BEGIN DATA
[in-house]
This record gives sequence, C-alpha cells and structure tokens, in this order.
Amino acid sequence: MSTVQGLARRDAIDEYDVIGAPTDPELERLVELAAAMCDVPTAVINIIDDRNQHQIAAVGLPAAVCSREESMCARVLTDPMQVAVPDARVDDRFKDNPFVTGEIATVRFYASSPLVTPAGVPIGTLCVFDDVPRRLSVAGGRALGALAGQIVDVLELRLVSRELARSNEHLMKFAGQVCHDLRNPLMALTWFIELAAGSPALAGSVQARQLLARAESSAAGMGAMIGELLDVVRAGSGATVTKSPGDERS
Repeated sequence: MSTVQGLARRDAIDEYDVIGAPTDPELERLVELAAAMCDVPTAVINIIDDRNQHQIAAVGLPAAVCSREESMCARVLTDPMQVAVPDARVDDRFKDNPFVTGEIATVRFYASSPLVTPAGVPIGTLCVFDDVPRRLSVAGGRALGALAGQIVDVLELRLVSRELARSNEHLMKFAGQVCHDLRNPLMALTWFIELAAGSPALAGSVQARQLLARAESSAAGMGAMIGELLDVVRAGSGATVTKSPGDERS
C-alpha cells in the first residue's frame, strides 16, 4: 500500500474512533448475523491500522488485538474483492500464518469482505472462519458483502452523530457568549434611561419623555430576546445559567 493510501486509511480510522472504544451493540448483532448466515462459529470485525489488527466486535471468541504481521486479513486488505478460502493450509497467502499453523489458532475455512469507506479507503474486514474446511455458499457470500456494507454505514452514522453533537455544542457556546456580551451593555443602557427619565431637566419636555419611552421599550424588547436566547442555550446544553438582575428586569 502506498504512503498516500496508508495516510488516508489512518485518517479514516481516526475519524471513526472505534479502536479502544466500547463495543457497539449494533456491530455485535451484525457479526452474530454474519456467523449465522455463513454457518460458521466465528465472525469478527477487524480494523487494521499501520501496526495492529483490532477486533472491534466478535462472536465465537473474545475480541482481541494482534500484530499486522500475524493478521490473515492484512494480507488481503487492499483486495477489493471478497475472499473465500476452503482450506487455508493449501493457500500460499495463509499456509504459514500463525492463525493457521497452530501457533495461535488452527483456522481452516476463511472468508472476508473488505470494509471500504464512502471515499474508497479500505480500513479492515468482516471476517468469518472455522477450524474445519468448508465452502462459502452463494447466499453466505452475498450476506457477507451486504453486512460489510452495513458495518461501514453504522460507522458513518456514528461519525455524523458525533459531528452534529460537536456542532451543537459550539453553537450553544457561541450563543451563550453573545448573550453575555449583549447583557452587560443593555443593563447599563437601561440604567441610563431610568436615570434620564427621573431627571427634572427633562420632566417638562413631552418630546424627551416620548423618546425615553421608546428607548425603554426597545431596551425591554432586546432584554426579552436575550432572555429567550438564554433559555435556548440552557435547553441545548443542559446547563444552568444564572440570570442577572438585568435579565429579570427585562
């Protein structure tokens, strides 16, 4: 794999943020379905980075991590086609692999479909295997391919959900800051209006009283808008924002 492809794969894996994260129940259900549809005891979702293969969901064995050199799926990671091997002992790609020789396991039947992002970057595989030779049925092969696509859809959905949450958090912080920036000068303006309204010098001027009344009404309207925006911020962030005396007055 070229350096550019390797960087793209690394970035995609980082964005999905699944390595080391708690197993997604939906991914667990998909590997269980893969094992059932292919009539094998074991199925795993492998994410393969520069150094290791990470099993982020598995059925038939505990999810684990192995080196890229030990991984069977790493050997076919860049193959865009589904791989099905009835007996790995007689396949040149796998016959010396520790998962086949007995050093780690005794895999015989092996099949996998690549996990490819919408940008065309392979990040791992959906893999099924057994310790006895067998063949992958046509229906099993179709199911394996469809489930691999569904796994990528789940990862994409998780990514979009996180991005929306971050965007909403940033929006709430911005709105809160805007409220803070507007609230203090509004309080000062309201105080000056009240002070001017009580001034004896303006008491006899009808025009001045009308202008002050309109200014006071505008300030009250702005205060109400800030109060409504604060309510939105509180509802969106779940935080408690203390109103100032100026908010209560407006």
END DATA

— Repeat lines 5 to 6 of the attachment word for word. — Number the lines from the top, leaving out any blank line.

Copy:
C-alpha cells in the first residue's frame, strides 16, 4: 500500500474512533448475523491500522488485538474483492500464518469482505472462519458483502452523530457568549434611561419623555430576546445559567 493510501486509511480510522472504544451493540448483532448466515462459529470485525489488527466486535471468541504481521486479513486488505478460502493450509497467502499453523489458532475455512469507506479507503474486514474446511455458499457470500456494507454505514452514522453533537455544542457556546456580551451593555443602557427619565431637566419636555419611552421599550424588547436566547442555550446544553438582575428586569 502506498504512503498516500496508508495516510488516508489512518485518517479514516481516526475519524471513526472505534479502536479502544466500547463495543457497539449494533456491530455485535451484525457479526452474530454474519456467523449465522455463513454457518460458521466465528465472525469478527477487524480494523487494521499501520501496526495492529483490532477486533472491534466478535462472536465465537473474545475480541482481541494482534500484530499486522500475524493478521490473515492484512494480507488481503487492499483486495477489493471478497475472499473465500476452503482450506487455508493449501493457500500460499495463509499456509504459514500463525492463525493457521497452530501457533495461535488452527483456522481452516476463511472468508472476508473488505470494509471500504464512502471515499474508497479500505480500513479492515468482516471476517468469518472455522477450524474445519468448508465452502462459502452463494447466499453466505452475498450476506457477507451486504453486512460489510452495513458495518461501514453504522460507522458513518456514528461519525455524523458525533459531528452534529460537536456542532451543537459550539453553537450553544457561541450563543451563550453573545448573550453575555449583549447583557452587560443593555443593563447599563437601561440604567441610563431610568436615570434620564427621573431627571427634572427633562420632566417638562413631552418630546424627551416620548423618546425615553421608546428607548425603554426597545431596551425591554432586546432584554426579552436575550432572555429567550438564554433559555435556548440552557435547553441545548443542559446547563444552568444564572440570570442577572438585568435579565429579570427585562
């Protein structure tokens, strides 16, 4: 794999943020379905980075991590086609692999479909295997391919959900800051209006009283808008924002 492809794969894996994260129940259900549809005891979702293969969901064995050199799926990671091997002992790609020789396991039947992002970057595989030779049925092969696509859809959905949450958090912080920036000068303006309204010098001027009344009404309207925006911020962030005396007055 070229350096550019390797960087793209690394970035995609980082964005999905699944390595080391708690197993997604939906991914667990998909590997269980893969094992059932292919009539094998074991199925795993492998994410393969520069150094290791990470099993982020598995059925038939505990999810684990192995080196890229030990991984069977790493050997076919860049193959865009589904791989099905009835007996790995007689396949040149796998016959010396520790998962086949007995050093780690005794895999015989092996099949996998690549996990490819919408940008065309392979990040791992959906893999099924057994310790006895067998063949992958046509229906099993179709199911394996469809489930691999569904796994990528789940990862994409998780990514979009996180991005929306971050965007909403940033929006709430911005709105809160805007409220803070507007609230203090509004309080000062309201105080000056009240002070001017009580001034004896303006008491006899009808025009001045009308202008002050309109200014006071505008300030009250702005205060109400800030109060409504604060309510939105509180509802969106779940935080408690203390109103100032100026908010209560407006």